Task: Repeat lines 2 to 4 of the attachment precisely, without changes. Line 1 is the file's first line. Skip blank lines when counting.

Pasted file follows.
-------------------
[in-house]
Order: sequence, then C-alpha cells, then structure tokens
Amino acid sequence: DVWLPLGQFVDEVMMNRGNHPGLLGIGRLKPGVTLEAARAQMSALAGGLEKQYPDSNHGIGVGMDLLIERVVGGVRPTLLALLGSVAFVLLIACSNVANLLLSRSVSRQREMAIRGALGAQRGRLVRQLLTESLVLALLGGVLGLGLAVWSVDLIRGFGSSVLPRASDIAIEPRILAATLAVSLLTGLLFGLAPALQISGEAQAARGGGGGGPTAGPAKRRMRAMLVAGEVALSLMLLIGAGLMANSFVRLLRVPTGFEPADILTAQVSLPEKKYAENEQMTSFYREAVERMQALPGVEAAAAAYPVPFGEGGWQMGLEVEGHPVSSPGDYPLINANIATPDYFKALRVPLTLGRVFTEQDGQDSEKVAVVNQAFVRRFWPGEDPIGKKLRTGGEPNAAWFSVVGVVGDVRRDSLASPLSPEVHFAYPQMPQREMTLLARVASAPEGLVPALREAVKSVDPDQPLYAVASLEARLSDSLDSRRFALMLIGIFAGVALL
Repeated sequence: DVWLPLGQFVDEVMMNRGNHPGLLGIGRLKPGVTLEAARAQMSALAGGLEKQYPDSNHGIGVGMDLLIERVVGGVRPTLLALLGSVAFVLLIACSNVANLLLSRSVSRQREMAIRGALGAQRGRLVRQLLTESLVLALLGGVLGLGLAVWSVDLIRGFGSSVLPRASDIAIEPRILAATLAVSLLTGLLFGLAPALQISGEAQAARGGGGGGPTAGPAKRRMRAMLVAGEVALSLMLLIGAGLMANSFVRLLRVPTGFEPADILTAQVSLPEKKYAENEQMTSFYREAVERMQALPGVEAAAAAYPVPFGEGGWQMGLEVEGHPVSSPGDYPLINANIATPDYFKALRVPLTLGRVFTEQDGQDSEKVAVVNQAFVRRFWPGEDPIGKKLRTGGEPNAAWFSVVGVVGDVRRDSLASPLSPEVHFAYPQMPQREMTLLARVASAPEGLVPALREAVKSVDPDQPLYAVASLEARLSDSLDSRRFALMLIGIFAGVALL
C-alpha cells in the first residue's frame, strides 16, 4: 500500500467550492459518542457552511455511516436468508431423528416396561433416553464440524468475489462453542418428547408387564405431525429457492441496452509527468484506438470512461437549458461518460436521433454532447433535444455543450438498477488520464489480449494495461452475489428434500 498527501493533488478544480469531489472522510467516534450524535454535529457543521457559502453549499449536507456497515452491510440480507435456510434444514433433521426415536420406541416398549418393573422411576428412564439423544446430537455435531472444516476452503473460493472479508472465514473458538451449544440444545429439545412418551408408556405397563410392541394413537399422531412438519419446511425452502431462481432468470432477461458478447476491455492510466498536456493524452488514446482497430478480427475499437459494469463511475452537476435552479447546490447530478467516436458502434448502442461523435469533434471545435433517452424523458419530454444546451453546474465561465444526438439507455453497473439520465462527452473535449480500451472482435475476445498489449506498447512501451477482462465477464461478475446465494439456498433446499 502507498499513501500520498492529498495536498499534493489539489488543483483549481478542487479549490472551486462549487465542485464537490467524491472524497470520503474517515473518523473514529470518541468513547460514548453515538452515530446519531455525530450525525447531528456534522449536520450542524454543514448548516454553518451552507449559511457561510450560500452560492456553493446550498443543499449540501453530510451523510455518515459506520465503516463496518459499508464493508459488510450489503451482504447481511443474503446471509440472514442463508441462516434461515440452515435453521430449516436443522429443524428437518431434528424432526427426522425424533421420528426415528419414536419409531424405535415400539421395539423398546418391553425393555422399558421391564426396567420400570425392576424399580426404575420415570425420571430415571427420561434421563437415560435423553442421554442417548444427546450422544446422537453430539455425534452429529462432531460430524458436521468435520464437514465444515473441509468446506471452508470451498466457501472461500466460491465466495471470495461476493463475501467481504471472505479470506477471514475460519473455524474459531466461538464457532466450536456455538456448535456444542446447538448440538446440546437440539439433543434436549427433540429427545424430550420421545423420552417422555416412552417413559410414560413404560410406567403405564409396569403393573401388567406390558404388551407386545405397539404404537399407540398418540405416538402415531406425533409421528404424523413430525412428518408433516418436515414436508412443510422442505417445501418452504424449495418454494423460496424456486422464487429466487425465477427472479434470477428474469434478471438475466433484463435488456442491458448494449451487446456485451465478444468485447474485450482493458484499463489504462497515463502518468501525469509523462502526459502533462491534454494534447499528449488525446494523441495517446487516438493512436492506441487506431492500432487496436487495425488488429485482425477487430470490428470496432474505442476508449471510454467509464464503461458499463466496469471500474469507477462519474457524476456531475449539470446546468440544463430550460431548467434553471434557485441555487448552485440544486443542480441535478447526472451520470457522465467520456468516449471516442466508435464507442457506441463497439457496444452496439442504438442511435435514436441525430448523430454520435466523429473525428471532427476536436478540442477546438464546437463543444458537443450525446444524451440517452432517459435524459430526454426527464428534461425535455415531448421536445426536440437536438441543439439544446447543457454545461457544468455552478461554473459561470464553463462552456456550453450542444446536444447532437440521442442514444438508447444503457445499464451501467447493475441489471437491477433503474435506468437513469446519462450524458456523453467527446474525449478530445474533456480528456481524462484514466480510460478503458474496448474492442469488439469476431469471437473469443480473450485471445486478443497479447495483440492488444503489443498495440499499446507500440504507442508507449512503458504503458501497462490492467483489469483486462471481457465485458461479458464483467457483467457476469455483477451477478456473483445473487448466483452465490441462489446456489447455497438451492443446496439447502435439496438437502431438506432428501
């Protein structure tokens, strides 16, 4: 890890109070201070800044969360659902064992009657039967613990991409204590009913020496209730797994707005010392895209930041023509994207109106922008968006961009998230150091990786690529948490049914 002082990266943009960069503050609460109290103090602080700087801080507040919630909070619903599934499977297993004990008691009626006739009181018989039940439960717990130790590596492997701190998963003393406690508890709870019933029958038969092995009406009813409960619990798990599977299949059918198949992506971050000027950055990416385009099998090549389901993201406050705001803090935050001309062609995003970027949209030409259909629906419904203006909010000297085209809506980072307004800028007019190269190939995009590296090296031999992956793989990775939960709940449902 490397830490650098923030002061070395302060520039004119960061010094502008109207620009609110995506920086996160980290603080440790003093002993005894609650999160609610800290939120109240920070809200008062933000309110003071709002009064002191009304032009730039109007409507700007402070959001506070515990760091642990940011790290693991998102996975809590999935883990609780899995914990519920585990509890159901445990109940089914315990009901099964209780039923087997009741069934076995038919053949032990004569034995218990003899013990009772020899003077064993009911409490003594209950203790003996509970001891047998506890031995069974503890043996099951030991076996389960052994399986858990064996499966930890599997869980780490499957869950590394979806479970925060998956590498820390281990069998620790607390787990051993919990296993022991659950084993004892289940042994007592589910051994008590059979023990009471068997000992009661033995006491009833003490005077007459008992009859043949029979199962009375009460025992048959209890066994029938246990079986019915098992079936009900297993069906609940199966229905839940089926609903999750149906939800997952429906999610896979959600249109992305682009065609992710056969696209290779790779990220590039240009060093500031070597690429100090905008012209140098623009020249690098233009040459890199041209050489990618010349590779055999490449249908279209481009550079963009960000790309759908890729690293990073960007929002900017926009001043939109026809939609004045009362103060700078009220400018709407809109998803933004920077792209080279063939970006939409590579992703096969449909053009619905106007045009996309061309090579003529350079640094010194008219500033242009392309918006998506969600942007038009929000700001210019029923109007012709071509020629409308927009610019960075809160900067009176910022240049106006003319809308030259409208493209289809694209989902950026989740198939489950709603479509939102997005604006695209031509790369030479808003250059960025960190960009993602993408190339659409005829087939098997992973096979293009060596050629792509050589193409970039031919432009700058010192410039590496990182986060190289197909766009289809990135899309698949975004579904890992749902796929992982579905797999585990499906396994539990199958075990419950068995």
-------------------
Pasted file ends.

Order: sequence, then C-alpha cells, then structure tokens
Amino acid sequence: DVWLPLGQFVDEVMMNRGNHPGLLGIGRLKPGVTLEAARAQMSALAGGLEKQYPDSNHGIGVGMDLLIERVVGGVRPTLLALLGSVAFVLLIACSNVANLLLSRSVSRQREMAIRGALGAQRGRLVRQLLTESLVLALLGGVLGLGLAVWSVDLIRGFGSSVLPRASDIAIEPRILAATLAVSLLTGLLFGLAPALQISGEAQAARGGGGGGPTAGPAKRRMRAMLVAGEVALSLMLLIGAGLMANSFVRLLRVPTGFEPADILTAQVSLPEKKYAENEQMTSFYREAVERMQALPGVEAAAAAYPVPFGEGGWQMGLEVEGHPVSSPGDYPLINANIATPDYFKALRVPLTLGRVFTEQDGQDSEKVAVVNQAFVRRFWPGEDPIGKKLRTGGEPNAAWFSVVGVVGDVRRDSLASPLSPEVHFAYPQMPQREMTLLARVASAPEGLVPALREAVKSVDPDQPLYAVASLEARLSDSLDSRRFALMLIGIFAGVALL
Repeated sequence: DVWLPLGQFVDEVMMNRGNHPGLLGIGRLKPGVTLEAARAQMSALAGGLEKQYPDSNHGIGVGMDLLIERVVGGVRPTLLALLGSVAFVLLIACSNVANLLLSRSVSRQREMAIRGALGAQRGRLVRQLLTESLVLALLGGVLGLGLAVWSVDLIRGFGSSVLPRASDIAIEPRILAATLAVSLLTGLLFGLAPALQISGEAQAARGGGGGGPTAGPAKRRMRAMLVAGEVALSLMLLIGAGLMANSFVRLLRVPTGFEPADILTAQVSLPEKKYAENEQMTSFYREAVERMQALPGVEAAAAAYPVPFGEGGWQMGLEVEGHPVSSPGDYPLINANIATPDYFKALRVPLTLGRVFTEQDGQDSEKVAVVNQAFVRRFWPGEDPIGKKLRTGGEPNAAWFSVVGVVGDVRRDSLASPLSPEVHFAYPQMPQREMTLLARVASAPEGLVPALREAVKSVDPDQPLYAVASLEARLSDSLDSRRFALMLIGIFAGVALL